Seven and a half years ago, a perfect little boy named Tripp Halstead was born. Two years later, in a freak accident on a windy day, a massive tree branch snapped and fell on Tripp’s head crushing his skull and causing much of his brain to die. Soon after that horrible incident, Tripp’s mother Stacy began a page in Tripp’s honor, posting nearly daily for five and half years about the mountains and valleys of now having a child with a Traumatic Brain Injury (TBI). On March 15, 2018, sweet Tripp’s little soul left his body for loftier places. He had been sick all winter and according to his mother, his little heart just gave out. While living with a TBI can be rather unexpected regarding illnesses, quality of life etc., Tripp’s passing was a surprise to most.
Why am I sharing this?
Well, I followed Tripp’s page almost from the beginning. I waited for Stacy’s post on her beautiful little boy and rejoiced in his successes and cried during his struggles. I became emotionally invested in a family that I never met. After many tears and thought processes, I realized how much Tripp taught ME about living life with a chronic illness/disorder.
While Tripp was in the hospital after the accident, the doctors told his parents that he was most likely not going to survive this trauma, and that they should say goodbye. Can you even imagine what that’s like? Not only did Tripp prove the doctors wrong; but, he made improvements that were unlikely to happen due to so much trauma to the brain.
As people living with fibromyalgia, we display our abilities to be resilient on a daily basis. We push through our pain, our fog, and many other symptoms under the fibromyalgia umbrella. We put on a smile for others while often struggling with crippling pain. We choose to remain positive as despite the difficulties of living with a chronic pain disorder, we know things can be much worse. We learn strategies to address the most difficult manifestations of our disorder.
Tripp endured ridiculous levels of pain due to his skull literally being crushed causing severe trauma to his brain. Even with copious amounts of pain medicine, his brain (the part that was still alive) was misfiring and swollen causing the rest of his body to swell, also causing pain. But something in the part of Tripp’s brain that was still working pushed his body to fight what was supposed to be inevitable. He spent so many months in the hospital and was a shell of the toddler he was before; but, nonetheless came home and in the five years after the accident, and made small but incremental improvements.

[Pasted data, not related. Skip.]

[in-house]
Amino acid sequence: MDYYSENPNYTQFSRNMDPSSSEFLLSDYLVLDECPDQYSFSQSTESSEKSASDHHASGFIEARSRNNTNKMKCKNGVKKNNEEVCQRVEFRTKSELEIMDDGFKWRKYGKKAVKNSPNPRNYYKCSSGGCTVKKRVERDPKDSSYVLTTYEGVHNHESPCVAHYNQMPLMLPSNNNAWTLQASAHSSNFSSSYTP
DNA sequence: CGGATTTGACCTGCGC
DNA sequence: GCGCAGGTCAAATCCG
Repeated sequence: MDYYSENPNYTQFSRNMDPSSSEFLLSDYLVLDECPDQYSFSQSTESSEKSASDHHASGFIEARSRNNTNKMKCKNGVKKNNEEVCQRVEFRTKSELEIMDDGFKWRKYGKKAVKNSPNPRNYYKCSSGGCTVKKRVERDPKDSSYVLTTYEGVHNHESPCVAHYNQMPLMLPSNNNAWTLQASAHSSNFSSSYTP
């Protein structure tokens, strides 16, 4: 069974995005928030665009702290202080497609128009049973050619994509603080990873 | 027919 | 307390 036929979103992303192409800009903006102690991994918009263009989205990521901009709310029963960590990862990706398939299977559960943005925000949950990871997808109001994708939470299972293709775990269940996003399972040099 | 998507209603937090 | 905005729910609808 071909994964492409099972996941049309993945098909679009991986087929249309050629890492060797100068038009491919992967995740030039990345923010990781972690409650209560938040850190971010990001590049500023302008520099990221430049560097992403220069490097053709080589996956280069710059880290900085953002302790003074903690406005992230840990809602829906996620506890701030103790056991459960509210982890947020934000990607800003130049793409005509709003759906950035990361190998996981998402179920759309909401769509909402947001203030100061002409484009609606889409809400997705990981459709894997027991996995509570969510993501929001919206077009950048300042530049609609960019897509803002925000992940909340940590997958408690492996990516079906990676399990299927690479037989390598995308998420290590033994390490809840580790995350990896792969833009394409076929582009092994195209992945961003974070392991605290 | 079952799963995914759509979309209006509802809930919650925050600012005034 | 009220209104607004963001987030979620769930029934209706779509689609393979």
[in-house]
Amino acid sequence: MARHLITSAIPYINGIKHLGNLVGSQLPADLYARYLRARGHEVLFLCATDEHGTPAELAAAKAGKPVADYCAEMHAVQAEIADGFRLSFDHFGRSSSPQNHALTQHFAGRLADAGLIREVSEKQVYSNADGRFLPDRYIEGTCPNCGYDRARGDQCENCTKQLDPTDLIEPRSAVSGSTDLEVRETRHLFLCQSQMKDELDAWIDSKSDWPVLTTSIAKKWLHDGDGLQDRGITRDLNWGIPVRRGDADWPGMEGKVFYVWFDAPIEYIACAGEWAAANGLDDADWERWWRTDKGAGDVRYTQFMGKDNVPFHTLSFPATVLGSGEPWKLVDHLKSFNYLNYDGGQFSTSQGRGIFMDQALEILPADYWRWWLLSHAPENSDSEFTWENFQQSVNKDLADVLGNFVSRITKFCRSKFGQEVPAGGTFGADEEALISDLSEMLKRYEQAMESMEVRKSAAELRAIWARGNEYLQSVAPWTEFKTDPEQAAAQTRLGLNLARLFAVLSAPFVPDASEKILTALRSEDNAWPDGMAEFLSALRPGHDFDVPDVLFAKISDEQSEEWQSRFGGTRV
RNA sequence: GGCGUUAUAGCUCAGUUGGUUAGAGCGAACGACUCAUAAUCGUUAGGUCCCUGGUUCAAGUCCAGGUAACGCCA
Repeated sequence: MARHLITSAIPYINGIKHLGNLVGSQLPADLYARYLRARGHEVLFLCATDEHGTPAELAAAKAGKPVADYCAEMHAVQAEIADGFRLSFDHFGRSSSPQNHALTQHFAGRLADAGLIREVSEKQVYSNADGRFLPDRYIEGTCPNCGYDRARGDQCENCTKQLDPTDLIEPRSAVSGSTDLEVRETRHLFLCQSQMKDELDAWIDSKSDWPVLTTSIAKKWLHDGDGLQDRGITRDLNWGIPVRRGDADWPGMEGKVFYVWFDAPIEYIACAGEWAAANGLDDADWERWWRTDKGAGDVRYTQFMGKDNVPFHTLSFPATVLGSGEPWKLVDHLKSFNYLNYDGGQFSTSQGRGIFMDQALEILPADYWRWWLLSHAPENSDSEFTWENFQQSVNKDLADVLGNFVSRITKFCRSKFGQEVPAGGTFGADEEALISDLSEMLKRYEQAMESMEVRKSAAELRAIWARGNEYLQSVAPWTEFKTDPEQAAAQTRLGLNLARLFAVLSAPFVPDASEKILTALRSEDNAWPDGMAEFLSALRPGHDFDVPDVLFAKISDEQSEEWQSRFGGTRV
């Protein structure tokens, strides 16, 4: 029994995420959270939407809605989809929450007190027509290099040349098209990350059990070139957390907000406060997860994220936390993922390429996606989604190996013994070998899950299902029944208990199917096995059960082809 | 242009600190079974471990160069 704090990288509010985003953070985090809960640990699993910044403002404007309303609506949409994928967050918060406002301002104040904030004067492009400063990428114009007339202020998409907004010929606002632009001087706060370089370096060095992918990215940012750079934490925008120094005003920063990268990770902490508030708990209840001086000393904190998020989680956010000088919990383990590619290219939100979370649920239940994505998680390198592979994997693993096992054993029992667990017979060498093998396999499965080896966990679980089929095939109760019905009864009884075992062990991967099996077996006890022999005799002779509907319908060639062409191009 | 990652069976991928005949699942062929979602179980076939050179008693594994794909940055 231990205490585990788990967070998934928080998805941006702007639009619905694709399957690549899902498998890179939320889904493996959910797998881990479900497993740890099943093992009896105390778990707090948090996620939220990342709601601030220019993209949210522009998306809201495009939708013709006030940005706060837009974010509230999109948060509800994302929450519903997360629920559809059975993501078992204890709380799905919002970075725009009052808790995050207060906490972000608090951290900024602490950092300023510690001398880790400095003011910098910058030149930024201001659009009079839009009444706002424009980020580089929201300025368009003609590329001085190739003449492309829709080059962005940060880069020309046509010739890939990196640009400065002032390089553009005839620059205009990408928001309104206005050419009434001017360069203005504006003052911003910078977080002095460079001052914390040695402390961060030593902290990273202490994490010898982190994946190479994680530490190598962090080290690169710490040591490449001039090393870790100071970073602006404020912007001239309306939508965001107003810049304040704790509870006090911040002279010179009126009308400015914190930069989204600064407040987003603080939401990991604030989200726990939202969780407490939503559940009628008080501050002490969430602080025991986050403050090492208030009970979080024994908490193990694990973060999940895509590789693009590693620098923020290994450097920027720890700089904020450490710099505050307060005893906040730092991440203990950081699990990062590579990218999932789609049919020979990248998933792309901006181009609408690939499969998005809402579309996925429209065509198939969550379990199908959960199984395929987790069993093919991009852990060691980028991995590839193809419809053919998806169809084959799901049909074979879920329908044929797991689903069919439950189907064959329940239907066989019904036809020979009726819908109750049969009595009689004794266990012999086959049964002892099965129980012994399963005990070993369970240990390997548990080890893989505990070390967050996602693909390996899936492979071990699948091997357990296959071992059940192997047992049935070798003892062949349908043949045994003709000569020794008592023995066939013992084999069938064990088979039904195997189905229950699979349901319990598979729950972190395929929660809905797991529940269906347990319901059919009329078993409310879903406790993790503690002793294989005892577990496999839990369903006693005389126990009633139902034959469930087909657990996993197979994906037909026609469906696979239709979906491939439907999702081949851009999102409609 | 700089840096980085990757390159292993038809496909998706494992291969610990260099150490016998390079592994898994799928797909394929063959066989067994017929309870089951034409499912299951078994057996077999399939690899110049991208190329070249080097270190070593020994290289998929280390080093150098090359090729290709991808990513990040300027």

Strength is something we need to focus on and fight for daily. Living with the symptoms that we do, not only do we rely on physical strength to get things done, we rely on the mental strength to push us to use our physical strength. Being in pain, being foggy, having the inability to focus are all common symptoms of fibromyalgia. As part of our strength, we need to figure out (on a daily basis) where we want to focus our strength. We also need to reserve our strength for those days where our symptoms are at their worst. This is where we use (or save) our spoons. For those of you not familiar with the Spoon Theory, you can read about it here.
Tripp was a fighter. Despite the many obstacles he faced, he persevered. He learned ways to communicate again, he learned to smile, he learned to move his body, he learned to protest. All of these are things we take for granted but Tripp had to relearn everything. Chances are that if he lived a longer life that his life would never go back to what it was before the accident but improvement is improvement. Despite the pain, the many surgeries, all the therapies, etc., Tripp persisted. He showed improvements. He showed that somewhere, the “old” Tripp was still in there.
Persistence is something that we, as fibro warriors, need for us to continue. An initial diagnosis can be upsetting, frustrating, angering but once you move past the mourning period, you come to realize that life is different but it doesn’t mean that life will be bad. Persistence is how we get up in the morning. It’s how we go to work, or care for a family. The last thing we want to do is give up as allowing your body to “succumb,” for lack of a better word, to our illness. Will we struggle? Yes. Will it be hard? Yes. But there are strategies, activities, medications and supplements that can help us fight this illness and work on living a happy and full life.
For the most part, Tripp was a happy little boy who just happened to have a traumatic brain injury. His life would have been drastically different had the branch not fallen on his head but something in Tripp kept him fighting for as long as he could. As we live with chronic pain and other chronic disorders, we need to keep in mind, and in perspective that things could truly be much worse.
If you are struggling with finding your “happy place,” reach out to me here. I have an arsenal of suggestions that could make life living with a chronic pain disorder much easier. For the most part, I live a life of low pain, reduced fog, and the ability to help others living with fibromyalgia and other chronic pain disorders. Take advice from Tripp (may his memory be a blessing to his family and followers). Obstacles do not have to prevent you from living a happy and full life.
I look forward to hearing from you soon! =)
I’m Kate Straus and I’m a Certified Fibromyalgia Advisor. I help Jewish women feel confident in their ability to practice their faith while navigating the ups and downs of fibromyalgia. I’m using the disease that at one time knocked me down, to help support others live life to their fullest.